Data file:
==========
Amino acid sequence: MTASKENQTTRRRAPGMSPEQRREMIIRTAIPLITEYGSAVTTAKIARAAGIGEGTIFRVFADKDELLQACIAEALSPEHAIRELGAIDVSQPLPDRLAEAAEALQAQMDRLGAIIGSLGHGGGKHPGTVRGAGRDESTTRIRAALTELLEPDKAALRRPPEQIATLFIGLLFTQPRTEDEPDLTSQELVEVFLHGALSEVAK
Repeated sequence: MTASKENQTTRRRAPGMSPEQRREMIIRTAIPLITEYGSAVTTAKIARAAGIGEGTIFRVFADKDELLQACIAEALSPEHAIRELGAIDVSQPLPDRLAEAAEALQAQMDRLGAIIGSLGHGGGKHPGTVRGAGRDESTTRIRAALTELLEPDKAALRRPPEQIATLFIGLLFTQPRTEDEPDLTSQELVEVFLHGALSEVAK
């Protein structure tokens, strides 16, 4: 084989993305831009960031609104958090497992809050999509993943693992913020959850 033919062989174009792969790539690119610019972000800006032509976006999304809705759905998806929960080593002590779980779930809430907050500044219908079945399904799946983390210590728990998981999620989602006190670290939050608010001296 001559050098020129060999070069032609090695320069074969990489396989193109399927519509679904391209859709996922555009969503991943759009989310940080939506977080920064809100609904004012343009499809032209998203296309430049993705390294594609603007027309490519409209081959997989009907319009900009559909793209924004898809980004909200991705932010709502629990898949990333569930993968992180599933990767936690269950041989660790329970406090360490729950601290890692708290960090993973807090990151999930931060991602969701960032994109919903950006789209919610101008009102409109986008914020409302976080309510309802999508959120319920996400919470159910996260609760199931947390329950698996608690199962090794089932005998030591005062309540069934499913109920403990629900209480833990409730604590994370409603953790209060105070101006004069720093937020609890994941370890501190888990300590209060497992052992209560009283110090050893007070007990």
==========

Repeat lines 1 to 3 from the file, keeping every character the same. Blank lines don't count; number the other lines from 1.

Amino acid sequence: MTASKENQTTRRRAPGMSPEQRREMIIRTAIPLITEYGSAVTTAKIARAAGIGEGTIFRVFADKDELLQACIAEALSPEHAIRELGAIDVSQPLPDRLAEAAEALQAQMDRLGAIIGSLGHGGGKHPGTVRGAGRDESTTRIRAALTELLEPDKAALRRPPEQIATLFIGLLFTQPRTEDEPDLTSQELVEVFLHGALSEVAK
Repeated sequence: MTASKENQTTRRRAPGMSPEQRREMIIRTAIPLITEYGSAVTTAKIARAAGIGEGTIFRVFADKDELLQACIAEALSPEHAIRELGAIDVSQPLPDRLAEAAEALQAQMDRLGAIIGSLGHGGGKHPGTVRGAGRDESTTRIRAALTELLEPDKAALRRPPEQIATLFIGLLFTQPRTEDEPDLTSQELVEVFLHGALSEVAK
């Protein structure tokens, strides 16, 4: 084989993305831009960031609104958090497992809050999509993943693992913020959850 033919062989174009792969790539690119610019972000800006032509976006999304809705759905998806929960080593002590779980779930809430907050500044219908079945399904799946983390210590728990998981999620989602006190670290939050608010001296 001559050098020129060999070069032609090695320069074969990489396989193109399927519509679904391209859709996922555009969503991943759009989310940080939506977080920064809100609904004012343009499809032209998203296309430049993705390294594609603007027309490519409209081959997989009907319009900009559909793209924004898809980004909200991705932010709502629990898949990333569930993968992180599933990767936690269950041989660790329970406090360490729950601290890692708290960090993973807090990151999930931060991602969701960032994109919903950006789209919610101008009102409109986008914020409302976080309510309802999508959120319920996400919470159910996260609760199931947390329950698996608690199962090794089932005998030591005062309540069934499913109920403990629900209480833990409730604590994370409603953790209060105070101006004069720093937020609890994941370890501190888990300590209060497992052992209560009283110090050893007070007990």